Human Services Minister Alan Tudge says the continuation of the error-prone Centrelink debt recovery scheme was necessary to maintain the “integrity” of Australia’s welfare system.
Mr Tudge said the system is working and that the government had no plan to discontinue its operation.
Under the scheme, Centrelink has sent 169,000 letters top welfare recipients claiming discrepancies between Centrelink information and Australian Taxation Office data that points to a debt owed to Commonwealth.
The government concedes that in about 20 per cent of cases the data is wrong and that there is no debt.
Despite the huge error rates, Mr Tudge said the system is working well and that welfare recipients are given opportunities to “update their information” if Centrelink has erroneously sent them a debt notice and have avenues for appeal if the notice is subsequently forwarded to debt collectors.
Mr Tudge told ABC radio that tight compliance schemes were important to the integrity of the welfare system.
“After all the welfare system constitutes a third of the budget. So we want to make sure that people get the welfare entitlements that they are entitled to and no more, and no less,” Mr Tudge said.
“Consequently we do have a robust system in place, and in the last six months alone we have recovered more than $300 million to the taxpayer through that system,” he said.
“So the system is working and we will continue to work with the system.”
The Commonwealth’s former digital Tsar Paul Shetler has described the debt-recovery scheme as “cataclysmic” and says the error rates in were so high as to be considered fraud.
He called it a “blunt and crude” approach that is unfairly harmful to thousands of people that Centrelink is supposed to be servicing.
Mr Tudge has dismissed Mr Shetler’s criticisms, saying “in his time at the Digital Transformation Office [Paul Shetler] did not at any time work on the Centrelink systems.”
Despite the widespread and mainstream reporting in past weeks of Centrelink clients receiving notices for money not owed, Mr Tudge said he was “not aware of individuals who are completely convinced they don’t owe money but have been given a debt notice.”
He said that describing the 20 per cent of debt letters that are sent to people who do not have a Centrelink debt as a “failure rate” – which is how critics of the system have described it – was a “completely inaccurate description of that process.”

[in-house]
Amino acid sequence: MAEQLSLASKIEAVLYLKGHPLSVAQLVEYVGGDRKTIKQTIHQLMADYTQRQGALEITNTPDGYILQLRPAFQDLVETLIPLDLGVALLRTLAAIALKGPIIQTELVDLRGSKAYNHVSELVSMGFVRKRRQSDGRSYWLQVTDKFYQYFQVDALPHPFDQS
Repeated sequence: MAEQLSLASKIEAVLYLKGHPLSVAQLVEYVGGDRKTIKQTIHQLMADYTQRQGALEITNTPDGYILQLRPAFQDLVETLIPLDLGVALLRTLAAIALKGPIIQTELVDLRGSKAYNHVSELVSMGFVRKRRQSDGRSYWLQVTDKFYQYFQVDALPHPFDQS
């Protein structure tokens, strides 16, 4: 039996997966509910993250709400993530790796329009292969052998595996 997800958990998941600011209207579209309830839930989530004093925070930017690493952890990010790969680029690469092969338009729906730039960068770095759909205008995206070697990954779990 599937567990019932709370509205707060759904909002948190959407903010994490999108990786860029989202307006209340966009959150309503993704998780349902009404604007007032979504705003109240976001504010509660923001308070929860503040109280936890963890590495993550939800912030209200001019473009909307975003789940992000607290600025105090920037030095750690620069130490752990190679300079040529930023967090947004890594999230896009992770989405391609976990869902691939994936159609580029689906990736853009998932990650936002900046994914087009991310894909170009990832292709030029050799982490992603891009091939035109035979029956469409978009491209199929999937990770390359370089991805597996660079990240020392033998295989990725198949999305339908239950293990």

Mr Tudge also downplayed the difficulties clients have in contacting Centrelink to clarify their information, despite the tens of millions of calls to Centrelink contact centres that cannot be completed annually, and the acknowledged shortcomings of the MyGov service.
The sharpest criticism of Centrelink’s debt recovery program relates to the 20 per cent failure rates – the so-called false positives, and the understanding that Centrelink has been well aware of the shortcomings but proceeded with its automated process regardless.
The program is not new. But up until around the middle of last year, Centrelink employed people to weed through the problem manually in order to reduce the number of false positives.
Since September, it has stopped that manual intervention, despite knowing the data problems exists.
Shadow Human Services minister Linda Burney called the government response to the flawed Centrelink system “abysmal”, saying up to 4,000 people per week were being wrongly accused of owing money.
“What an abysmal response from the minister, you’d think he would have been briefed before speaking to the media.” Ms Burney said.
“I was hoping that Minister’s return would give us some clarity, instead he has simply continued to deny there is any issue at all. Clearly the Minister is completely out of touch.”
“This isn’t actually about politics; this about an incredible failure of administration. Pause the system and fix the problem, it’s simple.”
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